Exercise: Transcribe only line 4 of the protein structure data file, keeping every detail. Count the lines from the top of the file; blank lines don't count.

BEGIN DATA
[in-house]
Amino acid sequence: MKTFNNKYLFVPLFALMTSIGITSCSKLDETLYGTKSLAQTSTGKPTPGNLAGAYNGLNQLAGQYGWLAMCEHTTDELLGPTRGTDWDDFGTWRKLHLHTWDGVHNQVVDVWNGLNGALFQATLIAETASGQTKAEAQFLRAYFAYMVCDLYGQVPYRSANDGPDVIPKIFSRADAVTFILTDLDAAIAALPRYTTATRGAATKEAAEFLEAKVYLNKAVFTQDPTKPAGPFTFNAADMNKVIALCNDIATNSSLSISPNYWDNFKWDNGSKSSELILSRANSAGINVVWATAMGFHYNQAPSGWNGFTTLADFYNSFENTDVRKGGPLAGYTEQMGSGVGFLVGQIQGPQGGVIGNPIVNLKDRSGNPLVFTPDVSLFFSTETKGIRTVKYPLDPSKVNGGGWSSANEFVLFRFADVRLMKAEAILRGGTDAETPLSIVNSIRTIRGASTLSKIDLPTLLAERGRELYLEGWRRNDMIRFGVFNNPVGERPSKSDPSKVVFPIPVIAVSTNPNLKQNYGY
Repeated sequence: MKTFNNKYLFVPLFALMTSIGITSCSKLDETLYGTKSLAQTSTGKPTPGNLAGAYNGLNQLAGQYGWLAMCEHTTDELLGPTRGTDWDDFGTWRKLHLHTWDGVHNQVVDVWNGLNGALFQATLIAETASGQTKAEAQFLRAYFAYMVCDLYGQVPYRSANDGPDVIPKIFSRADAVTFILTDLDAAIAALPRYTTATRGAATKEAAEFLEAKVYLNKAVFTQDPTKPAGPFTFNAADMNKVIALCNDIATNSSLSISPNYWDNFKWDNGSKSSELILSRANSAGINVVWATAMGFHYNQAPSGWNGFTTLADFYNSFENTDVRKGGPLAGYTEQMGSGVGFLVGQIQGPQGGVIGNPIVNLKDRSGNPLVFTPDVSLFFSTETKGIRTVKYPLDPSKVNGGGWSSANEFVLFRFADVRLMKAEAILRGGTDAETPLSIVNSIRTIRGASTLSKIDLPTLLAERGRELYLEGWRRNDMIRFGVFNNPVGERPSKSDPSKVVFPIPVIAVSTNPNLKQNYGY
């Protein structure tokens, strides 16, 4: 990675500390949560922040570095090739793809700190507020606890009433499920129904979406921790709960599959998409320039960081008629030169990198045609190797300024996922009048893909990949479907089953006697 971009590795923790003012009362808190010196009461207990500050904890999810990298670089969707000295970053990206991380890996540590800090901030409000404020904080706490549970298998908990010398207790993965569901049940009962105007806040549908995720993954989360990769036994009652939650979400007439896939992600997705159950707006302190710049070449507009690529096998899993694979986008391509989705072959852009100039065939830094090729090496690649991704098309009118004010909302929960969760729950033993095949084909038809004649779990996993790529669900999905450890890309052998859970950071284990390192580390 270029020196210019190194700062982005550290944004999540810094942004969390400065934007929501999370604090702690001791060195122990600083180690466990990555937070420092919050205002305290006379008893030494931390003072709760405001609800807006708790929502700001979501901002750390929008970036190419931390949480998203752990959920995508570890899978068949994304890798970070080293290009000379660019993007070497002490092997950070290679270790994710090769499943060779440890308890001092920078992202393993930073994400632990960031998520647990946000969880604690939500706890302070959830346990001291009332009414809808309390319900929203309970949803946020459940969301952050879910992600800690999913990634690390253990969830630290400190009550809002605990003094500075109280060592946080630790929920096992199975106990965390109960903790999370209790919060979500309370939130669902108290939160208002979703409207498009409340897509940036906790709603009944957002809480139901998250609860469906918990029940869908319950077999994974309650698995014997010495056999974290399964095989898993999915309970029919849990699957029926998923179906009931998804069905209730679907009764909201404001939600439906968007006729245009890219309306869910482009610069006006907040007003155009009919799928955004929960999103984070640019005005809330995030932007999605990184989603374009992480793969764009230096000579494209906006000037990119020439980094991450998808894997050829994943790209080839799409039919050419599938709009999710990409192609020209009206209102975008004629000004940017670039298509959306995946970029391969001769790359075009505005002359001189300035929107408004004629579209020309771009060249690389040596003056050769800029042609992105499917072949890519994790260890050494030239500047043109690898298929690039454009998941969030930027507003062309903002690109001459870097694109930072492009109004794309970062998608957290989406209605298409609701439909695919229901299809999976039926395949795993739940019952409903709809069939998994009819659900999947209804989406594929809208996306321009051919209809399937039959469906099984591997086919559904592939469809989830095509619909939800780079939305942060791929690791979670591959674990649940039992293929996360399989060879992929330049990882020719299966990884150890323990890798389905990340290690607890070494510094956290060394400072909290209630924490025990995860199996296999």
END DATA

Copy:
């Protein structure tokens, strides 16, 4: 990675500390949560922040570095090739793809700190507020606890009433499920129904979406921790709960599959998409320039960081008629030169990198045609190797300024996922009048893909990949479907089953006697 971009590795923790003012009362808190010196009461207990500050904890999810990298670089969707000295970053990206991380890996540590800090901030409000404020904080706490549970298998908990010398207790993965569901049940009962105007806040549908995720993954989360990769036994009652939650979400007439896939992600997705159950707006302190710049070449507009690529096998899993694979986008391509989705072959852009100039065939830094090729090496690649991704098309009118004010909302929960969760729950033993095949084909038809004649779990996993790529669900999905450890890309052998859970950071284990390192580390 270029020196210019190194700062982005550290944004999540810094942004969390400065934007929501999370604090702690001791060195122990600083180690466990990555937070420092919050205002305290006379008893030494931390003072709760405001609800807006708790929502700001979501901002750390929008970036190419931390949480998203752990959920995508570890899978068949994304890798970070080293290009000379660019993007070497002490092997950070290679270790994710090769499943060779440890308890001092920078992202393993930073994400632990960031998520647990946000969880604690939500706890302070959830346990001291009332009414809808309390319900929203309970949803946020459940969301952050879910992600800690999913990634690390253990969830630290400190009550809002605990003094500075109280060592946080630790929920096992199975106990965390109960903790999370209790919060979500309370939130669902108290939160208002979703409207498009409340897509940036906790709603009944957002809480139901998250609860469906918990029940869908319950077999994974309650698995014997010495056999974290399964095989898993999915309970029919849990699957029926998923179906009931998804069905209730679907009764909201404001939600439906968007006729245009890219309306869910482009610069006006907040007003155009009919799928955004929960999103984070640019005005809330995030932007999605990184989603374009992480793969764009230096000579494209906006000037990119020439980094991450998808894997050829994943790209080839799409039919050419599938709009999710990409192609020209009206209102975008004629000004940017670039298509959306995946970029391969001769790359075009505005002359001189300035929107408004004629579209020309771009060249690389040596003056050769800029042609992105499917072949890519994790260890050494030239500047043109690898298929690039454009998941969030930027507003062309903002690109001459870097694109930072492009109004794309970062998608957290989406209605298409609701439909695919229901299809999976039926395949795993739940019952409903709809069939998994009819659900999947209804989406594929809208996306321009051919209809399937039959469906099984591997086919559904592939469809989830095509619909939800780079939305942060791929690791979670591959674990649940039992293929996360399989060879992929330049990882020719299966990884150890323990890798389905990340290690607890070494510094956290060394400072909290209630924490025990995860199996296999």